New York, July 8, 2008–Ecuadoran government agents seized two private television stations early this morning and shuttered a critical radio station late Monday night. The Committee to Protect Journalists is alarmed by allegations that the actions were politically motivated.
Members of the government’s Deposit Guarantee Agency (AGD), backed by dozens of police officers, seized the Quito offices of local television station Gamavisión and the premises in Quito and Guayaquil of TC Televisión, according to local and international reports. The government said the TV stations were seized because of alleged ties to Grupo Isaías, a conglomerate owned by bankers accused of embezzlement in the late 1990s, according to press reports. AGD, a state agency that protects depositors in banks that closed or went bankrupt during the financial crisis of the late 1990s, took over more than 100 other properties linked to the Grupo Isaías in the past day, The Associated Press reported. The current owners of the stations say they have no business connections to the two men charged in the embezzlement case, both of whom are fugitives, AP said.
Valeria Mena, Gamavisión’s anchor, began today’s morning news show by reporting the seizure, but the program was replaced minutes later by a comedy show, local press reports said. According to the national daily La Hora, both stations halted normal news programming today. TC Televisión is the station with the biggest audience in Guayaquil, while Gamavisión is among the top four stations in the Quito region.
Local media reported that President Rafael Correa had replaced the vice president of news and the manager for both TV stations. José Toledo, a journalist and former official close to Correa, was named vice president of news for the stations. Toledo told reporters that the appointment was made last night during a meeting at the presidential residence. According to Toledo, Minister of Economy Fausto Ortiz resigned during that meeting in opposition to the government’s decision.
Representatives of the two TV stations said the seizures were an attack on free expression, according to press reports. The government’s action came as Correa is seeking to boost support for a new constitution that is due to go before voters at a referendum later this year. The proposed constitution would relax presidential term limits, increase the economy minister’s political powers, and augment government control of oil production, according to Reuters.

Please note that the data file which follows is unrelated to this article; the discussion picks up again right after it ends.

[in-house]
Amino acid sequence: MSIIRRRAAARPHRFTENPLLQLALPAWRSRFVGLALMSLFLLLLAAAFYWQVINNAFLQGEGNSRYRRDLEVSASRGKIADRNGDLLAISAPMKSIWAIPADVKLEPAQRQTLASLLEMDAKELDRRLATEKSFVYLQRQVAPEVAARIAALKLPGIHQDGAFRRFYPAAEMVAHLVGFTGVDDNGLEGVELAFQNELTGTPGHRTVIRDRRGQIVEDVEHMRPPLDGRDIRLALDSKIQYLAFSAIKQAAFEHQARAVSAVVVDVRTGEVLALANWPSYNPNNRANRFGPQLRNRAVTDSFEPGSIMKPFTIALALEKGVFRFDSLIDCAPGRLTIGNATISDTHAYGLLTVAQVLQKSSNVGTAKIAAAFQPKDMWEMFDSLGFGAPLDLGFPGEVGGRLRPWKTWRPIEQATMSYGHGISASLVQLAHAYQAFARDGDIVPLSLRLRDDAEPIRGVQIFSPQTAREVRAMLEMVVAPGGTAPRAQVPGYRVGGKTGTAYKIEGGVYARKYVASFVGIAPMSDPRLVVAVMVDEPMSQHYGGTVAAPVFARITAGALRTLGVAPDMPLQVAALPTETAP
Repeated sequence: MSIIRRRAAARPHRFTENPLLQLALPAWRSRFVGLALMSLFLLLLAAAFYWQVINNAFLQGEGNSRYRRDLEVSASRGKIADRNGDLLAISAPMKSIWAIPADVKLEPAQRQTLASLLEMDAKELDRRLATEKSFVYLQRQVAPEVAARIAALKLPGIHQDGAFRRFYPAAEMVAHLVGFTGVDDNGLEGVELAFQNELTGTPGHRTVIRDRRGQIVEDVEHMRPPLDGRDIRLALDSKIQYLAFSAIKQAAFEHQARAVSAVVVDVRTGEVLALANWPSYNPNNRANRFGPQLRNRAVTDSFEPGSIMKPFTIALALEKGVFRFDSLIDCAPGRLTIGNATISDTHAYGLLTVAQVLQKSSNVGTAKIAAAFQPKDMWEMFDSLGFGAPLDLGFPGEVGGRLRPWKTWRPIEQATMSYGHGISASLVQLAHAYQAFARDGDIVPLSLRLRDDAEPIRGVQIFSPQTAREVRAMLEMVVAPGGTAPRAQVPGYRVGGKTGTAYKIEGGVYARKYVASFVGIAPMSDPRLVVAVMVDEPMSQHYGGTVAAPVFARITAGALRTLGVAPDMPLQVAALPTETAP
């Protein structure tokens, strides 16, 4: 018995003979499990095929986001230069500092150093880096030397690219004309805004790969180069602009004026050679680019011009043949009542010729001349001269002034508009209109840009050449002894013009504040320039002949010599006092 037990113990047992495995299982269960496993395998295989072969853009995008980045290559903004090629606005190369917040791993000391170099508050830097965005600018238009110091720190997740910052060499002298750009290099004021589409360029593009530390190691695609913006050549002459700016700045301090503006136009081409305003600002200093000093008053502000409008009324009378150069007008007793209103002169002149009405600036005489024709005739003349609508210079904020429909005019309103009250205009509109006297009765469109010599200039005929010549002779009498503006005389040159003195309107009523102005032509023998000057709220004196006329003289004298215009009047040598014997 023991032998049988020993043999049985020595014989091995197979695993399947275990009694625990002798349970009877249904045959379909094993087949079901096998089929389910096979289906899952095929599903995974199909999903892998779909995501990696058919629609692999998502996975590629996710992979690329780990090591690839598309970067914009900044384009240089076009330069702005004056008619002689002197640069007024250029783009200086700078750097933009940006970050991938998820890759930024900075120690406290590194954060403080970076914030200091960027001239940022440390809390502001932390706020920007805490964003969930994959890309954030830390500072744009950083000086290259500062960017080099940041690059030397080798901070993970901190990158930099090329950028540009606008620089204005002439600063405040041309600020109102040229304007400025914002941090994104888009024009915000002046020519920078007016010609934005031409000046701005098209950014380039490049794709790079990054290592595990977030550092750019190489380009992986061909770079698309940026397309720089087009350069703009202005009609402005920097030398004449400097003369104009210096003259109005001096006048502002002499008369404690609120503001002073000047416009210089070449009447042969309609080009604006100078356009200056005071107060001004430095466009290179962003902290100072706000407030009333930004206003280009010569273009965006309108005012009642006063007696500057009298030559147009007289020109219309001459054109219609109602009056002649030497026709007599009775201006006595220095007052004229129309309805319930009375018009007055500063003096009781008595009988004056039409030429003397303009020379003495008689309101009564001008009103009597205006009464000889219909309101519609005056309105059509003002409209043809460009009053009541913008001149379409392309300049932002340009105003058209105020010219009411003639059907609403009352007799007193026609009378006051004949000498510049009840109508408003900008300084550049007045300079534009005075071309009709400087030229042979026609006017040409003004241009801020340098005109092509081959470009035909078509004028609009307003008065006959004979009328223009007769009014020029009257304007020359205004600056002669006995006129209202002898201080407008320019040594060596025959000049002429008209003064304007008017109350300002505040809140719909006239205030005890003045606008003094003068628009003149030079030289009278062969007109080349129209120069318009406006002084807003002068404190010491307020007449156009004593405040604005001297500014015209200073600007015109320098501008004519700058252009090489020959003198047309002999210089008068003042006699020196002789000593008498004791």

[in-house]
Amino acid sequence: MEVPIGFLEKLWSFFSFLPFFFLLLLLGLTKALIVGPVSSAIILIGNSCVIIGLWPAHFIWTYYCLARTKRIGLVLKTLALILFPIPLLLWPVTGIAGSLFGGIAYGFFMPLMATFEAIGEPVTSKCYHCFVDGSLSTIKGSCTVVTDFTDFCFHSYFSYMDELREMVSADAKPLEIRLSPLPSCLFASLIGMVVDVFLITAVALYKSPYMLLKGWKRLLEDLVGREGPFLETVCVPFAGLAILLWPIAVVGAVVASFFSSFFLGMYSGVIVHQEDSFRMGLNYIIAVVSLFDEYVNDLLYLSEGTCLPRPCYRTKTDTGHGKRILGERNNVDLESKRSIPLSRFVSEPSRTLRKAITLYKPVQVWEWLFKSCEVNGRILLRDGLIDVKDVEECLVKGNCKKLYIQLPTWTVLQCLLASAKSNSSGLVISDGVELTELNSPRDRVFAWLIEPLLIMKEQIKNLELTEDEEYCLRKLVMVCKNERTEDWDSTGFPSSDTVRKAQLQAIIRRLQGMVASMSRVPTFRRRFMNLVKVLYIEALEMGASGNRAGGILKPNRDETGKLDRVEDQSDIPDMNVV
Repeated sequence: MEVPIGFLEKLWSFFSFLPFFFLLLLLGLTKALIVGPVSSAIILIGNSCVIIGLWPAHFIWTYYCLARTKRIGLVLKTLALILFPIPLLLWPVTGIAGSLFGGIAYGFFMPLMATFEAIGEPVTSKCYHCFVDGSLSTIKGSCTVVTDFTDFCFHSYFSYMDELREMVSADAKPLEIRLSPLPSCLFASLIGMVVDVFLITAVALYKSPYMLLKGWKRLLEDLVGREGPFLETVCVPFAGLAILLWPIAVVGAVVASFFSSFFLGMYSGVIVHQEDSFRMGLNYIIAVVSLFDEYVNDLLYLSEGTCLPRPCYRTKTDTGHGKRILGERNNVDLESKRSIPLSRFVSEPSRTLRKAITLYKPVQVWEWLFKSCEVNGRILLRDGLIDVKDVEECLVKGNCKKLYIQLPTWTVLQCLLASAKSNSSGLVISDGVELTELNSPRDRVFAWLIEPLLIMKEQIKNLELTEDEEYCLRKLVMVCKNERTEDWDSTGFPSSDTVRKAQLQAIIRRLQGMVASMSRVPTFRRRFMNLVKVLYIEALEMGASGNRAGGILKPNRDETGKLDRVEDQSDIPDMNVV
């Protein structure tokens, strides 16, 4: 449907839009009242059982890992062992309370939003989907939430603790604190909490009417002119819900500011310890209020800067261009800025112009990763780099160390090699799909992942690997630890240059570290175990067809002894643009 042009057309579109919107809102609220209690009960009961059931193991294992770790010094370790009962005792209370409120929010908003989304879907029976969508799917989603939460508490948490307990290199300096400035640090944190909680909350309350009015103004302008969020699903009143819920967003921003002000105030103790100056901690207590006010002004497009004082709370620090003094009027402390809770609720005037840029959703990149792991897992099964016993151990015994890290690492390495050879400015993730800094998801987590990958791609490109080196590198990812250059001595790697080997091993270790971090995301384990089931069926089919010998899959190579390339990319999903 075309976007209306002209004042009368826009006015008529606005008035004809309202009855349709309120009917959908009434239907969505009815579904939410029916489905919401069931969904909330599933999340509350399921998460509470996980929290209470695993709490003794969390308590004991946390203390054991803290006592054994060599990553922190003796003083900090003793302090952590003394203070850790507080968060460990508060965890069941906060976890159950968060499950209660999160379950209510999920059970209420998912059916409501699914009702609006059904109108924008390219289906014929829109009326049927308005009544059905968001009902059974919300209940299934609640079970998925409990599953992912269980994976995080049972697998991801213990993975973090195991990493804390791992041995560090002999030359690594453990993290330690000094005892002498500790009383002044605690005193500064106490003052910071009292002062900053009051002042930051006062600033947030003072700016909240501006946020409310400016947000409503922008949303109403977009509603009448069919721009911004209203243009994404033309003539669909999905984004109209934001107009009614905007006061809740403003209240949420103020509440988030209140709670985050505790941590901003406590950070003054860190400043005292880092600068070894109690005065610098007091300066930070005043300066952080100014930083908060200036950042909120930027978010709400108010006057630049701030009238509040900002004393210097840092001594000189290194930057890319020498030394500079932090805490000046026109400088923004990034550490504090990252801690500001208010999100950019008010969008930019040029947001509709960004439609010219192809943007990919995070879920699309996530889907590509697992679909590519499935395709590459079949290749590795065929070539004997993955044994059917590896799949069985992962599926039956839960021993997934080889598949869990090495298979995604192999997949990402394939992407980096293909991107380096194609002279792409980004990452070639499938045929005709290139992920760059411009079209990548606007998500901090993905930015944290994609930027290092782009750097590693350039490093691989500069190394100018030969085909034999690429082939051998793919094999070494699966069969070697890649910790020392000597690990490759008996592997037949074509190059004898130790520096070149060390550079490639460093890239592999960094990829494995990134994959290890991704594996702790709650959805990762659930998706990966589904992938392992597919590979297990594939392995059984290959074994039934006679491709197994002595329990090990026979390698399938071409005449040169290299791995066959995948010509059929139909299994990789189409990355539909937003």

Alejandro Ponce, a law professor at the Universidad San Francisco de Quito, told CPJ that Ecuadoran law calls for an autonomous entity to be appointed as trustee of a seized property. Correa’s decision to replace the news director with a political appointee could be seen as form of government control, Ponce said.
Ponce said the situation is complicated by the closure on Monday of Radio Sucre, a critical radio station based out of Guayaquil.
“We are concerned by allegations that the government is using the cover of a criminal case to silence private broadcasters,” said CPJ Americas Senior Program Coordinator Carlos Lauría. “Ecuadorans have the right to multiple sources of news and opinion ahead of the crucial constitutional referendum. We urge authorities to allow news programming at both television stations, and let Radio Sucre resume broadcasting.”
At 10 p.m. on Monday, representatives of the National Council of Telecommunications (Conatel), accompanied by police, closed and sealed Radio Sucre’s offices, Station Manager Gabriel Arroba told CPJ. Authorities then drove to the station’s transmission tower and confiscated equipment, impeding the station’s ability to continue broadcasting, Arroba said.
According to Arroba, Conatel authorities presented the radio station with a closure notification earlier on Monday alleging it was using a frequency it had not been allotted. Arroba said the law grants an outlet 30 days to appeal such a notice; he said he immediately sent Conatel documents showing Radio Sucre had been allotted the frequency.
Arroba told CPJ that following the June 23 death of Radio Sucre journalist Raúl Rodríguez Coronel, station owner Vicente Arroba used his radio show to urge Guayaquil residents to march against crime in the city. (Vicente Arroba, Gabriel’s father, is also a city council member.) On Saturday, during a radio address, Correa was harshly critical of Vicente Arroba, whom he called a man without moral authority, according to press reports. Correa added that the march was politically motivated by the opposition.